It's a little-known fact, but we here at FishOn spent three years in the sewers of Paris, fighting the German occupying force alongside the French resistance in World War II. It's the only type of hardship that could have prepared us last week for the arduous task of renewing our Massachusetts driver's license in the midst of the pandemic.

Navigating the arcane demands and requirements of the Massachusetts Registry of Motor Vehicles has always been its own ring of hell and you'll be pleased to know nothing has changed. Wait. That's not true. It has changed. It's far worse now.

Our license had to be renewed by today. So, we embarked a week early assuming that almost nothing would go right. And it didn't. We tried to renew it online,  but we were rebuffed with extreme prejudice because our birth certificate abstract from California was deemed insufficient for proof of our existence.

We then tried to make an appointment at one of the Registry service centers. When, with the assistance of the nice folks at Prince Insurance Agency, we finally figured out how to do it — we are not addled, it was that difficult — we of course couldn't book an appointment until weeks after our current license expired.

We then turned our lonely eyes to AAA, of which we are a member. They were kind enough to shoehorn us in Friday morning for an appointment. Within 35 minutes we were holding our new temporary license in our hot little mitts, making sure we would not slip from our status as one legal beagle.

So, a sincere shoutout to Karen, Heather and Anastasia at the AAA branch in Danvers for kindly and competently bailing us out. And yes, our birth certificate abstract, in their hands, worked just fine. The Registry. Sheesh. 

Painting a family portrait

A few weeks ago, we wrote a story in the pages of the Gloucester Daily Times and online at on Ocean Alliance's inexorable campaign to fulfill its vision in the restoration and renovation of the Tarr and Wonson Paint Factory on Rocky Neck.

Following publication of the story, we received a nice email from William Keniston of Concord, New Hampshire, expressing interest in the project at the historic site that stands sentry at the entrance into Gloucester's inner harbor.

"I am a Wonson," he wrote. "My mother and her siblings, along with my grandmother, sold the factory and paint formula back in the very late '50s or early '60s, following my grandfather's death."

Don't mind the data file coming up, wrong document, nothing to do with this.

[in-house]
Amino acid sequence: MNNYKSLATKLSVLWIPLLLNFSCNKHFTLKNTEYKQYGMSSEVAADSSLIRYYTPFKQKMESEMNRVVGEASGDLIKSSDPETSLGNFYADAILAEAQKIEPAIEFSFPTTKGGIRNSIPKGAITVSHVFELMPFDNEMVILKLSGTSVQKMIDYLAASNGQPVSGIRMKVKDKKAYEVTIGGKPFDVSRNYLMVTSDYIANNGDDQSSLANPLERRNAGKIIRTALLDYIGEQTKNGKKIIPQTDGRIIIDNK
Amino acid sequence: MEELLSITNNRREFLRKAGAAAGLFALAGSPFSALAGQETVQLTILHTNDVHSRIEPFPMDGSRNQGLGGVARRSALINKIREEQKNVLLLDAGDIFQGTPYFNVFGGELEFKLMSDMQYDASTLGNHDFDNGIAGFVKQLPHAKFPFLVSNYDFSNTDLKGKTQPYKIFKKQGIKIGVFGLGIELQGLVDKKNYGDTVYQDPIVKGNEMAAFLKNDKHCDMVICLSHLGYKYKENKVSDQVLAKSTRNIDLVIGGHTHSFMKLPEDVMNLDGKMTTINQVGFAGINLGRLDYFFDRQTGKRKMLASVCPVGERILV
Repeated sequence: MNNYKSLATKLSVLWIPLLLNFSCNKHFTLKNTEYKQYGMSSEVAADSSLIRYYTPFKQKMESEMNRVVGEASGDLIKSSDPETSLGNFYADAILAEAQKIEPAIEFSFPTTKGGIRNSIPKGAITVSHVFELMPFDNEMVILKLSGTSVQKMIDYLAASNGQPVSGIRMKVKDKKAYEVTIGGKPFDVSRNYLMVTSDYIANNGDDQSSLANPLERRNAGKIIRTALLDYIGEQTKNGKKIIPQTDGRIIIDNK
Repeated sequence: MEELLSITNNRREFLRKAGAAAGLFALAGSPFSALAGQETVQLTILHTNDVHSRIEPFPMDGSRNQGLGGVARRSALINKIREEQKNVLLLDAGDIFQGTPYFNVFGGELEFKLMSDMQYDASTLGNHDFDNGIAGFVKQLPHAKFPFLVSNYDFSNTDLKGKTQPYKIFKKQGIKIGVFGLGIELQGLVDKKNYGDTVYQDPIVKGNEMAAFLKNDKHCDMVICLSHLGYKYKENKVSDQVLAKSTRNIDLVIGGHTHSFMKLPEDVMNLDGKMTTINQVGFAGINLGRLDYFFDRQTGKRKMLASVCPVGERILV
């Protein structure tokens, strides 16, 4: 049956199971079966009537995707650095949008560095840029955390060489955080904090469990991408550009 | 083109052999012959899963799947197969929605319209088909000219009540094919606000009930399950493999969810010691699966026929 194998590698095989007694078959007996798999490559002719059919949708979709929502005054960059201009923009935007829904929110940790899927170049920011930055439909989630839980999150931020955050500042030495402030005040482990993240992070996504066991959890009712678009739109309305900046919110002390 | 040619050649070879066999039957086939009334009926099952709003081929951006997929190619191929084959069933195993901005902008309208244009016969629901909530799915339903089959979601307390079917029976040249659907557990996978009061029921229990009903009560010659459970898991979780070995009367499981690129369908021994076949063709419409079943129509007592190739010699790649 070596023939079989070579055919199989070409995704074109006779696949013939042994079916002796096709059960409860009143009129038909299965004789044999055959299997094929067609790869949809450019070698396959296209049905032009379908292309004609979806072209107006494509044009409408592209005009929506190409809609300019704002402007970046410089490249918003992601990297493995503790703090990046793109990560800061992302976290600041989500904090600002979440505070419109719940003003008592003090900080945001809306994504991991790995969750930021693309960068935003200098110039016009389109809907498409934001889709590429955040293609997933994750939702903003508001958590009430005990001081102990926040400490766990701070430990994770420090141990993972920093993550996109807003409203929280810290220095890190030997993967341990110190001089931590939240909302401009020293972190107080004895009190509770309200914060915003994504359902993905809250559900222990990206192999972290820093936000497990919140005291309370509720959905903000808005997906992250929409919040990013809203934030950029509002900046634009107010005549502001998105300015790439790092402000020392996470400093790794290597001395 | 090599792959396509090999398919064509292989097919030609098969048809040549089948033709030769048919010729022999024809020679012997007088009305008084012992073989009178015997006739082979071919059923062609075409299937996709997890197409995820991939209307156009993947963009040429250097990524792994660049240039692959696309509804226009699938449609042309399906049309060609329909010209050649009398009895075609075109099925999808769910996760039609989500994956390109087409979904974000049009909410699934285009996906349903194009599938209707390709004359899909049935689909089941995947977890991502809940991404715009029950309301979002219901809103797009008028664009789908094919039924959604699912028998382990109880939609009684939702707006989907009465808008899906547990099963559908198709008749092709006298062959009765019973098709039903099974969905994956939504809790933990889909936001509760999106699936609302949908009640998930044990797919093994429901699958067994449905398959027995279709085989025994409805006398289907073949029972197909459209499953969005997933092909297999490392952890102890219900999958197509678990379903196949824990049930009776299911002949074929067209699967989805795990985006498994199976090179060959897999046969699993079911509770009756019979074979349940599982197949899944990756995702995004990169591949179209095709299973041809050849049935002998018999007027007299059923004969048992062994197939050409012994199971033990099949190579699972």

Keniston mentioned that he has become a family curator of sorts, collecting pictures, stories and other information about one of Gloucester's most iconic sites.

"My family came down a few years ago and got a tour of the work being done," he wrote. "I can say on behalf of the Wonson family, we are delighted that Ocean Alliance has purchased it and are bringing it back to life. I think my grandfather would approve."

FishOn baseball quiz question

On this date in 1956, the manager who still holds baseball's all-time records for most wins, losses and games managed died at the age of 93. Who was he? The answer is filling out the lineup card down below.

Let's break the ice

The Coast Guard has a fleet of 140-foot ice breakers and 65-foot ice-breaking tugs that it employs to keep waterways clear of ice in our more frigid regions, such as New England. The effort is in support of Operation Reliable Energy for Northeast Winters.

Here's a fun fact that is sure to impress at your next cocktail party, if we're ever allowed to have one again:

"More than 85% of all home heating oil used in the U.S. is consumed in the Northeast and 90% of that is delivered by ship on a Coast Guard-maintained waterway," according to the Coast Guard. "On average, the Coast Guard assists over 100 vessels that become stuck in ice yearly."

Get the keys. We're going for a blood drive

The nice folks at Hook-a-Cure, who have raised so much money with fishing tournaments and other events to help fund cancer and other medical research, continue to adapt to the restrictions of the ongoing pandemic. And do good stuff.

"Fundraising was almost impossible over the past year due to COVID," they said in an email. "But much to our delight, we discovered blood drives were not."

The group, after its first successful blood drive last year at the True North Ale Company brewery in Ipswich, partnered with the Kraft Family Blood Donor Center/Dana-Farber Cancer Institute Blood Mobile "to make this a permanent part of what we offer as a charitable organization."

Its second blood drive is set for Feb. 13 at True North, from 8:30 a.m. to 3 p.m. Those making donations will receive a free Kraft Family Blood Donor Center sweatshirt and a free pint from True North's selections.

Appointments are recommended and can be made at

So, what are you waiting for? Pack a vein and get going.

FishOn baseball quiz answer

On Feb. 8, 1956, Connie Mack, the longest serving manager in baseball history, died in Philadelphia. Mack, known as "The Tall Tactician," managed the Phillies for 53 years — and never in uniform. He always wore a business suit. He retired after the 1950 season at the age of 87, having won 3,731 games and lost 3,948. In all, he managed in 7,755 games and was universally admired and respected.

"Humanity is the keystone that holds nations and men together," Mack once said. "When that collapses, the whole structure crumbles. This is as true of baseball teams as any other pursuit in life."

As always, no fish were harmed in the making of this column.

 Contact Sean Horgan at 978-675-2714, or Follow him on Twitter at @SeanGDT.

Trending Video

Recommended for you